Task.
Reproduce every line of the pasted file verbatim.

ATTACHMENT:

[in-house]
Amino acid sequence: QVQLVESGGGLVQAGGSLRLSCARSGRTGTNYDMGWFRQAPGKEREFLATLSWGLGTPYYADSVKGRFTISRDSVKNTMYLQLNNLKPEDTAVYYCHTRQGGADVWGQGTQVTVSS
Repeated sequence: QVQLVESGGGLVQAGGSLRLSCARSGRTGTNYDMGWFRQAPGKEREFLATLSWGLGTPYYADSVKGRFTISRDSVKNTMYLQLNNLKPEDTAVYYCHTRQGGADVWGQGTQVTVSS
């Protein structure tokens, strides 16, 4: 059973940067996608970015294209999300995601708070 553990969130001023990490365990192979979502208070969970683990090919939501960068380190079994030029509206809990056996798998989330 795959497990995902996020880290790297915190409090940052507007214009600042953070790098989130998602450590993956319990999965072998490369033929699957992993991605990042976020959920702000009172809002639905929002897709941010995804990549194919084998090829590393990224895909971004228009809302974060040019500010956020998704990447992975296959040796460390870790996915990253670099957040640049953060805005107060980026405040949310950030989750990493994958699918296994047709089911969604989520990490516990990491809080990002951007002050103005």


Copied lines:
[in-house]
Amino acid sequence: QVQLVESGGGLVQAGGSLRLSCARSGRTGTNYDMGWFRQAPGKEREFLATLSWGLGTPYYADSVKGRFTISRDSVKNTMYLQLNNLKPEDTAVYYCHTRQGGADVWGQGTQVTVSS
Repeated sequence: QVQLVESGGGLVQAGGSLRLSCARSGRTGTNYDMGWFRQAPGKEREFLATLSWGLGTPYYADSVKGRFTISRDSVKNTMYLQLNNLKPEDTAVYYCHTRQGGADVWGQGTQVTVSS
């Protein structure tokens, strides 16, 4: 059973940067996608970015294209999300995601708070 553990969130001023990490365990192979979502208070969970683990090919939501960068380190079994030029509206809990056996798998989330 795959497990995902996020880290790297915190409090940052507007214009600042953070790098989130998602450590993956319990999965072998490369033929699957992993991605990042976020959920702000009172809002639905929002897709941010995804990549194919084998090829590393990224895909971004228009809302974060040019500010956020998704990447992975296959040796460390870790996915990253670099957040640049953060805005107060980026405040949310950030989750990493994958699918296994047709089911969604989520990490516990990491809080990002951007002050103005």